Review: ‘Morocco’

Morocco is too lightweight a story to be counterbalanced by the big-time direction given it. Marlene Dietrich has little opportunities in her first American talker. There's nothing to the picture, except what Josef von Sternberg gives it in direction, and that's giving it more than it's got.

Morocco is too lightweight a story to be counterbalanced by the big-time direction given it. Marlene Dietrich has little opportunities in her first American talker. There’s nothing to the picture, except what Josef von Sternberg gives it in direction, and that’s giving it more than it’s got.

The story [from the play Amy Jolly by Benno Vigny] is given a terrific kick early, when Dietrich arrives in Morocco to star in the concert hall. The first evening of her appearance she gives the key to her home to a legionnaire, Cooper. After that the rest is apple sauce, even to her joining the female followers of the troops to keep near her soldier.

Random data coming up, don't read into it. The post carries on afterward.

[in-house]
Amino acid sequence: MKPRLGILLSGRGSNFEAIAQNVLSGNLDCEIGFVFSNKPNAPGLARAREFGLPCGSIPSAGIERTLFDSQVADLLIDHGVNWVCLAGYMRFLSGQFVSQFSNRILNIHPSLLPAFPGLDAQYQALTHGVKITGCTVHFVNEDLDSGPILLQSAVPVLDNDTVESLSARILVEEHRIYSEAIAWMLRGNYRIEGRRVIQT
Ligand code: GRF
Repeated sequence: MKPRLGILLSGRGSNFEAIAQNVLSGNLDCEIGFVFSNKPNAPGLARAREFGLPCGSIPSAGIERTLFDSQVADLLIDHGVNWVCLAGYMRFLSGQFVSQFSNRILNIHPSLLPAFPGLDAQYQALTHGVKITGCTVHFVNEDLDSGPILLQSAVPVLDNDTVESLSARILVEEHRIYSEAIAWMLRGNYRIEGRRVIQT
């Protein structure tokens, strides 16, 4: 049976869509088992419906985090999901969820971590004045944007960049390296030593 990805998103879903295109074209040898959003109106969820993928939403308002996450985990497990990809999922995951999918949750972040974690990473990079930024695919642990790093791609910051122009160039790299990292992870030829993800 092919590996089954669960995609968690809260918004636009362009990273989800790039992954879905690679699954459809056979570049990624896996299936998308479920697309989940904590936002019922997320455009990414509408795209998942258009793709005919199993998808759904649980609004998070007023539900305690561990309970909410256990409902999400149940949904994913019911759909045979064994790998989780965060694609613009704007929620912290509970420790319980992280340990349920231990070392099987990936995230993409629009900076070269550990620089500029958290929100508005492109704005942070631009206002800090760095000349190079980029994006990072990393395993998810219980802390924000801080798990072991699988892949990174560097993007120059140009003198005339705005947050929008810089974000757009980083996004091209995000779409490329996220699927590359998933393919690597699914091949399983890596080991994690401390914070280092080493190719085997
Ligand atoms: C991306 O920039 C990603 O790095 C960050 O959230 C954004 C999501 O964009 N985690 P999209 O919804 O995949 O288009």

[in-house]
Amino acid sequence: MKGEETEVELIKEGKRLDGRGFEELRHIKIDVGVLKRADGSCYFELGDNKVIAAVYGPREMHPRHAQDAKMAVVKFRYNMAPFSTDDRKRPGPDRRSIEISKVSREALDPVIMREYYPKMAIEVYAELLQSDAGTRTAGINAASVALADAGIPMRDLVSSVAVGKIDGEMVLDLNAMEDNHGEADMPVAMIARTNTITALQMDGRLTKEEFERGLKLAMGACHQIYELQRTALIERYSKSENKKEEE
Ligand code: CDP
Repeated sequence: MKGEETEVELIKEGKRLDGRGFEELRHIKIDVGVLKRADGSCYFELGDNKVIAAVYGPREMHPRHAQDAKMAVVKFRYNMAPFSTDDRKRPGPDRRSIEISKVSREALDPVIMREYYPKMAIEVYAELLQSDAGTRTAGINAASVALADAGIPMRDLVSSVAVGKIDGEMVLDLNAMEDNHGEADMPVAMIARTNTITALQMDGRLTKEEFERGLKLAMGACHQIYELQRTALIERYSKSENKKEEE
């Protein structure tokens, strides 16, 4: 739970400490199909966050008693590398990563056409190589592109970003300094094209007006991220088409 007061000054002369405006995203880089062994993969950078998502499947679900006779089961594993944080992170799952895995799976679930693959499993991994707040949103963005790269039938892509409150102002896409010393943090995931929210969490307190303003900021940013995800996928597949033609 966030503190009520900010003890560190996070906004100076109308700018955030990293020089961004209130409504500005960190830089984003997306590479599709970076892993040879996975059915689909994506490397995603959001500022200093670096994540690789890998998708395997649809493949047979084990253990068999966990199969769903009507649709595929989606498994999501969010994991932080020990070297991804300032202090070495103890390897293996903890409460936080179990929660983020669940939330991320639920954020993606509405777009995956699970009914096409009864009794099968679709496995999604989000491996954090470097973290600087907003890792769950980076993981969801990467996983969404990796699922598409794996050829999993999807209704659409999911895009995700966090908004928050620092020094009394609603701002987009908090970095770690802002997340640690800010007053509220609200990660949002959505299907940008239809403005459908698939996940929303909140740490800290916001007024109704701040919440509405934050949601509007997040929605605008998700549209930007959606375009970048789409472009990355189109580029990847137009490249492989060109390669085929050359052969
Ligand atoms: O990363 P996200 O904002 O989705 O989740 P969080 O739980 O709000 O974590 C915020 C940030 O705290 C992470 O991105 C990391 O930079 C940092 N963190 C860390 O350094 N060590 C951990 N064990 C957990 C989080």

Adolphe Menjou has a walkthrough role, done with his acknowledged suavity. Ullrich Haupt handles a minor role very nicely. Cooper plays excellently. He gets the precise spirit of his role.

1930/31: Nominations: Best Director, Actress (Marlene Dietrich), Cinematography, Art Direction

Morocco

Production

Paramount. Director Josef von Sternberg; Producer [Hector Turnbull]; Screenplay Jules Furthman; Camera Lee Garmes, [Lucien Ballard]; Editor [Sam Winston]; Music [Karl Hajer]; Art Director [Hans Dreier]

Crew

(B&W) Available on VHS, DVD. Extract of a review from 1930. Running time: 90 MIN.

With

Gary Cooper Marlene Dietrich Adolphe Menjou Ullrich Haupt Eve Southern Francis McDonald

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